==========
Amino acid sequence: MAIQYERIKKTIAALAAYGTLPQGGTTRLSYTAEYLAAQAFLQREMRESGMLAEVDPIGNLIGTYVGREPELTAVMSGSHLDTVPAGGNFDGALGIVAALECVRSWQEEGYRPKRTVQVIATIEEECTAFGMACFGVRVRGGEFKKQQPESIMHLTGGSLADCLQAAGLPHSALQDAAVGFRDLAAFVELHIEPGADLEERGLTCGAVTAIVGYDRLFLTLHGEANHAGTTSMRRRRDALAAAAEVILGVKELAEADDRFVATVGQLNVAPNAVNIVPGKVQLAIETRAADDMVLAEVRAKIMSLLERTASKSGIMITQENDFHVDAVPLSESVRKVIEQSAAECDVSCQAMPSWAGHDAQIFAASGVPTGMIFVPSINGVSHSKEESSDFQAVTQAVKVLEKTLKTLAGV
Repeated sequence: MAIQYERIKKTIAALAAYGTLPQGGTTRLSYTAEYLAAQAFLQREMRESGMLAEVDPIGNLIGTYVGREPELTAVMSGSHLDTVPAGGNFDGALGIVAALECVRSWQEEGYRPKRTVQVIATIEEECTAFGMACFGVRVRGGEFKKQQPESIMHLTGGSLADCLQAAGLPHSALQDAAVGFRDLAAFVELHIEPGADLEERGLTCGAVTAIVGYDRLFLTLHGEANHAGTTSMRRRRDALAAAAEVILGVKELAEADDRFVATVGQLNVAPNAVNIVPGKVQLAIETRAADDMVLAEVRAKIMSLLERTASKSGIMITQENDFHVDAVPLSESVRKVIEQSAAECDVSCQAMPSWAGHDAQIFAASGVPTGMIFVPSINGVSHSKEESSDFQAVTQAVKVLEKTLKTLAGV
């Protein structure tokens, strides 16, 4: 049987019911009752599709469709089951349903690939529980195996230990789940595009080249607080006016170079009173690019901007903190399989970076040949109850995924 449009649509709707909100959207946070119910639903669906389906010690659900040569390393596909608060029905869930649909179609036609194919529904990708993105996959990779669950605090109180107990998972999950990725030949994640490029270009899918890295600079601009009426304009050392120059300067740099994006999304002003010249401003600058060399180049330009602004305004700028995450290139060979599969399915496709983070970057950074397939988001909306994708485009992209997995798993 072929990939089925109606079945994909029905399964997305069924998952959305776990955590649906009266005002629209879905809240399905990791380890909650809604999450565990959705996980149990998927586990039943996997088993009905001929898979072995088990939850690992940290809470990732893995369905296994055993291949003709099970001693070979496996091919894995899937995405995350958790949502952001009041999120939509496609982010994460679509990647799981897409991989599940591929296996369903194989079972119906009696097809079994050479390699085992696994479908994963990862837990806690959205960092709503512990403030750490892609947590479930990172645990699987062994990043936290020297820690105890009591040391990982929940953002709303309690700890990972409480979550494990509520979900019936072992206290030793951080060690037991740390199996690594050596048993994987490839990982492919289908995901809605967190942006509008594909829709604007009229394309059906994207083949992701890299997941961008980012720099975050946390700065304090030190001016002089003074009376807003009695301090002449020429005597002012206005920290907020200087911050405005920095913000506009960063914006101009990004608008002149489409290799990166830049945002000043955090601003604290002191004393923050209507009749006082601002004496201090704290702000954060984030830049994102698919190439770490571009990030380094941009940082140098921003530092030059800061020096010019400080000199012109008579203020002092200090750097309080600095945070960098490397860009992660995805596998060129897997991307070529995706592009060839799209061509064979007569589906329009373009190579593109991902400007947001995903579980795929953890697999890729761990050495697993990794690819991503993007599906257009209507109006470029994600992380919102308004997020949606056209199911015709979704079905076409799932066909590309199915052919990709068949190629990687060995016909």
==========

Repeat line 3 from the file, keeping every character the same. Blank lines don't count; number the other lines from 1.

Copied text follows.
């Protein structure tokens, strides 16, 4: 049987019911009752599709469709089951349903690939529980195996230990789940595009080249607080006016170079009173690019901007903190399989970076040949109850995924 449009649509709707909100959207946070119910639903669906389906010690659900040569390393596909608060029905869930649909179609036609194919529904990708993105996959990779669950605090109180107990998972999950990725030949994640490029270009899918890295600079601009009426304009050392120059300067740099994006999304002003010249401003600058060399180049330009602004305004700028995450290139060979599969399915496709983070970057950074397939988001909306994708485009992209997995798993 072929990939089925109606079945994909029905399964997305069924998952959305776990955590649906009266005002629209879905809240399905990791380890909650809604999450565990959705996980149990998927586990039943996997088993009905001929898979072995088990939850690992940290809470990732893995369905296994055993291949003709099970001693070979496996091919894995899937995405995350958790949502952001009041999120939509496609982010994460679509990647799981897409991989599940591929296996369903194989079972119906009696097809079994050479390699085992696994479908994963990862837990806690959205960092709503512990403030750490892609947590479930990172645990699987062994990043936290020297820690105890009591040391990982929940953002709303309690700890990972409480979550494990509520979900019936072992206290030793951080060690037991740390199996690594050596048993994987490839990982492919289908995901809605967190942006509008594909829709604007009229394309059906994207083949992701890299997941961008980012720099975050946390700065304090030190001016002089003074009376807003009695301090002449020429005597002012206005920290907020200087911050405005920095913000506009960063914006101009990004608008002149489409290799990166830049945002000043955090601003604290002191004393923050209507009749006082601002004496201090704290702000954060984030830049994102698919190439770490571009990030380094941009940082140098921003530092030059800061020096010019400080000199012109008579203020002092200090750097309080600095945070960098490397860009992660995805596998060129897997991307070529995706592009060839799209061509064979007569589906329009373009190579593109991902400007947001995903579980795929953890697999890729761990050495697993990794690819991503993007599906257009209507109006470029994600992380919102308004997020949606056209199911015709979704079905076409799932066909590309199915052919990709068949190629990687060995016909």